Japan is done – oh, the memories
The Japan trip is over and I’m back on American soil, just in time for the world to end. That would be fine, for I will never have to be subjected to that stuff they call “fish” here again – to think my friends called me a sushi snob before.
Meals ran the entire gamut – disgusting, bad, good, great, and unbelievable. I really did not expect the highs to be so high – think two meals in my all-time Top Five high.
If you plan to visit Tokyo, I can not stress enough the importance of buying the Streetwise Tokyo city map – it’s a work of genius that will make everything oh-so-clear. With it, you can get to the block you need to be. The only obstacle at that point is deciphering Kanji in some cases. What is not genius is losing it with two days to go – they don’t sell them in Tokyo!
A second tip – for more obscure restaurants you read about online or in books, bring a picture of the doorway whenever possible. This can get you past the Kanji obstacle. Use Streetwise to get to the right block, hold print-out of doorway in hand, and start comparing. This helped a few more times than you can imagine. I tried taking doorway pics for the upcoming reviews whenever possible.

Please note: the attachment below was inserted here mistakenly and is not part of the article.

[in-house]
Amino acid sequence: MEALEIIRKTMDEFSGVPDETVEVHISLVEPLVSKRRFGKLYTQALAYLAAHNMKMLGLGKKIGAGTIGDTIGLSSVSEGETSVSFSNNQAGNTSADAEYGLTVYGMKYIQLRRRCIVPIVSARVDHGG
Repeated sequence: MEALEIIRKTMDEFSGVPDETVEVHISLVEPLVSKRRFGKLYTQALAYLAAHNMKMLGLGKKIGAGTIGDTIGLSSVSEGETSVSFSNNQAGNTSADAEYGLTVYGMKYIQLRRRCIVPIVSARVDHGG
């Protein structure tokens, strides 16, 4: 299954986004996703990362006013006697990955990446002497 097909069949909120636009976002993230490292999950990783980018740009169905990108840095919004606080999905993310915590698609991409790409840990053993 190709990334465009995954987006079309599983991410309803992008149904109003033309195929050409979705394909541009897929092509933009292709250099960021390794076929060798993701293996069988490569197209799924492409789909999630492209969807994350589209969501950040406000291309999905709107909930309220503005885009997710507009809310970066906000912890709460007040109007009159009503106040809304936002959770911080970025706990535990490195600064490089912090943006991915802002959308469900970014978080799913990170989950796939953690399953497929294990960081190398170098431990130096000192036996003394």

If you plan to visit Kyoto, Diane Durston’s Old Kyoto: A Guide to Traditional Shops, Restaurants, and Inns is full of ideas and history for your trip. If you need an inspiration to book that ticket, buy the book – you’ll be on a plane to Kyoto soon. Out of three restaurant suggestions, it only led me astray once; but the real value is in targeting different stores for artisan products.
My one restaurant tip, before the reviews cycle through the blog: Ryugin. It’s beginning to receive more and more press, but it has a conflicted identity that might dissuade some from considering it. The chef made an international name for himself with some zany experiments; however, he has largely abandoned them for the pursuit of a more traditional kaiseki experience. The ingredients I ate there, particularly red snapper from Osaka and wild large eel, were eye-opening, mind-changing, and they might forever spoil me.
Here are a few pictures of various meals to whet the appetite until the reviews come:
Ryugin (Tokyo) – Blue Swimming Crab and Shanghai crab (with roe aplenty!) topped with Chrysanthemum Gelee
Hyotei (Kyoto) – one of the most beautiful bowls I’ve ever seen – this picture does no justice to the color
Yagenbori (Kyoto) – Ayu with roe popping out
Koju (Tokyo) – Three magical pieces of wagyu beef on a gorgeous plate of fall
Sushiso Masa (Tokyo) – Lightly grilled swordfish – one of the best bites of my life, thanks to the layer of fat between the skin and meat.
Tsukiji Fish Market (Tokyo) – Poor little turtles, too bad you taste so good.
Kasagi-Ya (Kyoto) – Fresh, made-to-order o-hagi, yummmm